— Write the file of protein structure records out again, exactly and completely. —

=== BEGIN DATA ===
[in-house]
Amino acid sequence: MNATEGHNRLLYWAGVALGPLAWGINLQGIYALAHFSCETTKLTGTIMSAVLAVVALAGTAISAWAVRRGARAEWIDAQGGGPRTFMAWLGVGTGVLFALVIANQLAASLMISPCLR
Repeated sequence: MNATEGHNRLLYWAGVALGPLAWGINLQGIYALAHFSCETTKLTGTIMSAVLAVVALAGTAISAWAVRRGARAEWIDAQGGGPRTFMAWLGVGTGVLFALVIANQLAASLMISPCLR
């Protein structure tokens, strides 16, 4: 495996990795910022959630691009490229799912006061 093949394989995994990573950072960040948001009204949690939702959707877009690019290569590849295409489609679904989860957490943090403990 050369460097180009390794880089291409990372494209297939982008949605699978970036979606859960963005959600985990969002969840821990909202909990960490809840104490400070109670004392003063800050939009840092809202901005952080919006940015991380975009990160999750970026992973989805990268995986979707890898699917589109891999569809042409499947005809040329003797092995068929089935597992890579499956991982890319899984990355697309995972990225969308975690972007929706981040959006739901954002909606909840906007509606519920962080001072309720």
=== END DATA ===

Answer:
[in-house]
Amino acid sequence: MNATEGHNRLLYWAGVALGPLAWGINLQGIYALAHFSCETTKLTGTIMSAVLAVVALAGTAISAWAVRRGARAEWIDAQGGGPRTFMAWLGVGTGVLFALVIANQLAASLMISPCLR
Repeated sequence: MNATEGHNRLLYWAGVALGPLAWGINLQGIYALAHFSCETTKLTGTIMSAVLAVVALAGTAISAWAVRRGARAEWIDAQGGGPRTFMAWLGVGTGVLFALVIANQLAASLMISPCLR
């Protein structure tokens, strides 16, 4: 495996990795910022959630691009490229799912006061 093949394989995994990573950072960040948001009204949690939702959707877009690019290569590849295409489609679904989860957490943090403990 050369460097180009390794880089291409990372494209297939982008949605699978970036979606859960963005959600985990969002969840821990909202909990960490809840104490400070109670004392003063800050939009840092809202901005952080919006940015991380975009990160999750970026992973989805990268995986979707890898699917589109891999569809042409499947005809040329003797092995068929089935597992890579499956991982890319899984990355697309995972990225969308975690972007929706981040959006739901954002909606909840906007509606519920962080001072309720």